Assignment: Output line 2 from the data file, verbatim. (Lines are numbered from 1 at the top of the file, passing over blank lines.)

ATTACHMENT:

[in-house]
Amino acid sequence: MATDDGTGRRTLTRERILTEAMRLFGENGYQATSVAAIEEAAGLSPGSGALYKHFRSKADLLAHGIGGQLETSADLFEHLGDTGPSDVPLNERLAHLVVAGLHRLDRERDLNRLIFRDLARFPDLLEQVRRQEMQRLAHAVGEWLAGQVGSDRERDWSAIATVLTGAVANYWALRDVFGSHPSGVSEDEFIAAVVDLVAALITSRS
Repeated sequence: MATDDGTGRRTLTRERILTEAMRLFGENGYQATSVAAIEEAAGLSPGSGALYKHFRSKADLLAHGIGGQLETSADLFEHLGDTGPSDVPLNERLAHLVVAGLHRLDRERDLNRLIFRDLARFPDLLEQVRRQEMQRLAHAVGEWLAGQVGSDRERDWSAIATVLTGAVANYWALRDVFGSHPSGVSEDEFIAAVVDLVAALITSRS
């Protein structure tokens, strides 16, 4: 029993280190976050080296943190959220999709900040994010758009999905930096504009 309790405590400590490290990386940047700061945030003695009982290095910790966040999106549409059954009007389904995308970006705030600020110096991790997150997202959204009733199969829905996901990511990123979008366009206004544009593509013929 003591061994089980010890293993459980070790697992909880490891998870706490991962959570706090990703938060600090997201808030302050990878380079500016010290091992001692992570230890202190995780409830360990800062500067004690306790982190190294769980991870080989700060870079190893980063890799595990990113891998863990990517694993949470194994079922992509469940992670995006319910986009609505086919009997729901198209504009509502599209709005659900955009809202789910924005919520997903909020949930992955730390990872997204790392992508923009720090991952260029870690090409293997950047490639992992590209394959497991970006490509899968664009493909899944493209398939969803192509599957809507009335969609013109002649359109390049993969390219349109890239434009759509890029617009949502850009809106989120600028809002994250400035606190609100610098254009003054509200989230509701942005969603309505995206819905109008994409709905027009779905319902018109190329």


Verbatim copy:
Amino acid sequence: MATDDGTGRRTLTRERILTEAMRLFGENGYQATSVAAIEEAAGLSPGSGALYKHFRSKADLLAHGIGGQLETSADLFEHLGDTGPSDVPLNERLAHLVVAGLHRLDRERDLNRLIFRDLARFPDLLEQVRRQEMQRLAHAVGEWLAGQVGSDRERDWSAIATVLTGAVANYWALRDVFGSHPSGVSEDEFIAAVVDLVAALITSRS